“Curley” Fletcher was an American cowboy poet and song writer but, as one would expect, he had a number of other occupations at various times, if for no other reason than to ensure that he had a reasonable income. These included prospecting for minerals, appearing at rodeos as a champion rider and, of course, he was often just an ordinary, run-of-the-mill cowboy/cow hand. As his writing came to prominence he was noticed by the film industry moguls in Hollywood and he both appeared in and advised on a number of cowboy-themed movies. While the imagery in his poetry was much admired and respected in its own right, many of his pieces were set to music and turned into popular songs. The best known of these was a classic of the cowboy genre called The Strawberry Roan. The original poem was included in a 1915 collection called Ballads of the Badlands.
He was born Carmen William Fletcher on the 22nd September 1892 in San Francisco. His mother was an Italian immigrant and his father an English sailor. The family, which numbered six children in all, lived in a small town called Bishop (formerly known as Bishop Creek) which lies in Inyo County, California. At some point the boy adopted the name Curley and it stuck and, at the age of 22, he married his childhood sweetheart – Minnie Edna Flesher. Tragically, after about ten years of marriage, she died and Curley was broken hearted.
He was alone for some twenty years or so before remarrying, in 1945. No doubt his writing and film work sustained him during these lonely years. He was also a musician and music publisher and promoter, reinforcing the fact that this was a multi-talented cowboy! The poignancy in some of his compositions compelled other singers and singer/songwriters to use his material. Famous names such as Marty Robbins and Michael Martin Murphey have recorded his songs.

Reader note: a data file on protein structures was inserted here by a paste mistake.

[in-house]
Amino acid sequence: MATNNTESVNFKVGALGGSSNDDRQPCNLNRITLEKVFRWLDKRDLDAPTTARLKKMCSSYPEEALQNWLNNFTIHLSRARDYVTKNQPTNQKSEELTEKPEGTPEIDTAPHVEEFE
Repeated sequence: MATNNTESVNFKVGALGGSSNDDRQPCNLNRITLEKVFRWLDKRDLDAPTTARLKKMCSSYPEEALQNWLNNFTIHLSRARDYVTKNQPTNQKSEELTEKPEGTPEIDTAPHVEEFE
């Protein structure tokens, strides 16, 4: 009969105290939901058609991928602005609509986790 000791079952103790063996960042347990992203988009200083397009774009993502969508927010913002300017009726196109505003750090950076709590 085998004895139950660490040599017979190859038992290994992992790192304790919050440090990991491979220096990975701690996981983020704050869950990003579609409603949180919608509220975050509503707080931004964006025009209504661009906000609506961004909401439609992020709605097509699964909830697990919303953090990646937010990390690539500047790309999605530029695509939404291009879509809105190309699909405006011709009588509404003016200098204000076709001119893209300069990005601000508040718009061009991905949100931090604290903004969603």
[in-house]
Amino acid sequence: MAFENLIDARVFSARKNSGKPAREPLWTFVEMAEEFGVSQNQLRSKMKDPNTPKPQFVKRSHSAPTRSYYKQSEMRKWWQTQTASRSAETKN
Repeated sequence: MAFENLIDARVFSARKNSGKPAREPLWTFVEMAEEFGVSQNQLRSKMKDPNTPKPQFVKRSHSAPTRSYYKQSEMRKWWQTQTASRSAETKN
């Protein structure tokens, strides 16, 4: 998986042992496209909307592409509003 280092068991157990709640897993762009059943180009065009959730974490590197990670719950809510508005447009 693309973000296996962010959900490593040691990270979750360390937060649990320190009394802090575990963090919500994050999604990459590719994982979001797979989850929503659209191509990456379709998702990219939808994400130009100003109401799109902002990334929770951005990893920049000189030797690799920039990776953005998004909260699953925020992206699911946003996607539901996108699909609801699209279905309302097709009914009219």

Fletcher’s Hollywood acting career took second place to his writing and music. One example of his on-screen achievements was when he appeared as a rancher in the Gunsmoke movie, released in 1947. This, of course, became a long-running television series some years later and was shown around the world.
Before this though, in 1931, he had a collection of his poems published under the title Songs of the Sage, and this was reprinted and enjoyed all over again by readers in 1986. This was a classic collection of cowboy stories of the 19th century, a delight for those who love the wide open spaces, mountains and rivers of the mid-West and the people that populate such places. Here cowboys, sheep men, mule skinners and prospectors roamed the prairies in search of their fortunes and Fletcher brought them to life, often in the most startling of ways. He accurately used the language and idioms of the time, writing his poems in the way that those men would speak to each other in their day-to-day lives. His classic The Strawberry Roan, having been in an earlier collection, was included in this later book and is a perfect illustration of these times. The opening verses are reproduced here:
This, and many other titles, were produced during the writer’s lonely years between his two marriages. Sadly his second marriage, to Joan Putters in 1945, was also destined to be relatively short, lasting only nine years up to his death.
Curley Fletcher died on the 5th September 1954, just short of his 62nd birthday. He was buried in his hometown of Bishop, California.